MS Word users warned of ongoing attacks exploiting unpatched bug

Microsoft warns Word users of ongoing attacks exploiting unpatched bug – Computerworld

Biggest worry, says expert, is that exploits are triggered just by previewing malicious messages in Outlook 2007, 2010 and 2013

Microsoft today warned users of Word 2010 that in-the-wild attacks are exploiting an unpatched vulnerability in the software.

The company also published an automated tool to protect customers until it issues a patch.

An attacker could cause remote code execution if someone was convinced to open a specially-crafted Rich Text Format (RTF) file or a specially-crafted mail in Microsoft Outlook while using Microsoft Word as the email viewer,” said Dustin Childs, group manager and spokesman for Microsoft’s Trustworthy Computing group in a blog Monday.

BOLD in the quote is mine.

Microsoft put out a Security Advisory 2953095 as Corrine noted on her Security Garden Blog including Fix it buttons for enabling and disabling reading email messages in plain text format.

This is one of the things for which both Microsoft in Outlook and Apple in Mail have massively fallen down on the job. This would not be happening if you could easily toggle various view options such as HTML or Plain Text for reading emails, as well as allowing and disallowing images inline.

This is something that I am very thankful that Mozilla Thunderbird got right from the very beginning. Mozilla Thunderbird gives very granular control regarding the various ways to Display email messages such as in PLAIN TEXT, SIMPLE HTML (simple html with javascripting disabled), or ORIGINAL HTML.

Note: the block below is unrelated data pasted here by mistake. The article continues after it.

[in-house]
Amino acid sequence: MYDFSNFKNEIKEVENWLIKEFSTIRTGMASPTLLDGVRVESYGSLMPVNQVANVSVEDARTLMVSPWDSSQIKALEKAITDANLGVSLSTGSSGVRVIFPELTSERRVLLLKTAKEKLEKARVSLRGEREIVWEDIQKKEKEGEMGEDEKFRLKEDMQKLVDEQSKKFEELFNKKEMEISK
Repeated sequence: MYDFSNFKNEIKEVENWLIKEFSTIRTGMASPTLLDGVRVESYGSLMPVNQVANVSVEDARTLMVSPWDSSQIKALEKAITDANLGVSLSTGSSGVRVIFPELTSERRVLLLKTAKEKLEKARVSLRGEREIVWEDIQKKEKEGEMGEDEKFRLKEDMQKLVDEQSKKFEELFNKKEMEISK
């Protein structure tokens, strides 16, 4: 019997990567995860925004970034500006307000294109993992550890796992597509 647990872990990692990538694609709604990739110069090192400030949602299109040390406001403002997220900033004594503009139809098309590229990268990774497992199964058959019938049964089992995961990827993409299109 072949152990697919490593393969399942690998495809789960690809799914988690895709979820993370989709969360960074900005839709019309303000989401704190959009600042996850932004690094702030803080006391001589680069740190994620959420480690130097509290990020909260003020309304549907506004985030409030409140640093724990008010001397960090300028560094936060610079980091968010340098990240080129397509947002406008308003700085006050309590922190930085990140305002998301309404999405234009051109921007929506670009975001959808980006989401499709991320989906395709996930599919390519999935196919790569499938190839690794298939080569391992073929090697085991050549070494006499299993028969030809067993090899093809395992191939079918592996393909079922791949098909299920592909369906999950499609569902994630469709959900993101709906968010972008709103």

You also have control over how images are displayed or not in several ways and differentiating between attached images and remote images.

You can also close to enable do not track in emails. There are Security Add-ons like Adblock PlusEnigmail (OpenPGP), more. As well as lots of specialized Add=ons. One of these that I like is QuickText and a few others. It works on Windows, Mac and Linux.

There is also a pay to play $9.95 I think, but also has a free trial. It was originally for Macs and now there is a Windows version as well. It was created by the original developers of Thunderbird called Postbox. It has some but not all the Add-ons that Thunderbird has.

/rant on

I am not saying everyone should move to Mozilla Thunderbird. What I am saying is that Microsoft Outlook and Apple Mail should give their users these types of granular control so people can choose how they wish emails to be viewed. Both do some things but they stop way short of what is really needed in this day and age with emails.

HTML is like a venetian blind. It hides what is behind it. You can’t see what is behind all that HTML. You can’t decide to see HTML only if you trust the email after viewing what is in that email. This makes it way too easy for phishing emails to look like your bank, PayPal, your credit card company, etc. It also allows companies to track you with web beacons, transparent gif images and other remotely loaded images so they know if and when you view their email.

Something needs to be done about all this. Mozilla Thunderbird makes it so easy for folks to be able to toggle images so they can’t track you, use SIMPLE HTML to keep the ‘form’ of an email message without the more dangerous javascripting. Or allows you to totally view the email in plain text so you can see that that link that appears to be going to your bank actually goes to some strange URL that has nothing to do with your bank or a store you may or may not do business with.

People need these tools. Some may or may not realize it, but they really do.

I have heard so many people say that the email look just like it was from their bank and they fell for it. Or a store they frequent and gave up their login credentials by clicking on the link rather than going to the website because it looked like it was the store’s promotion.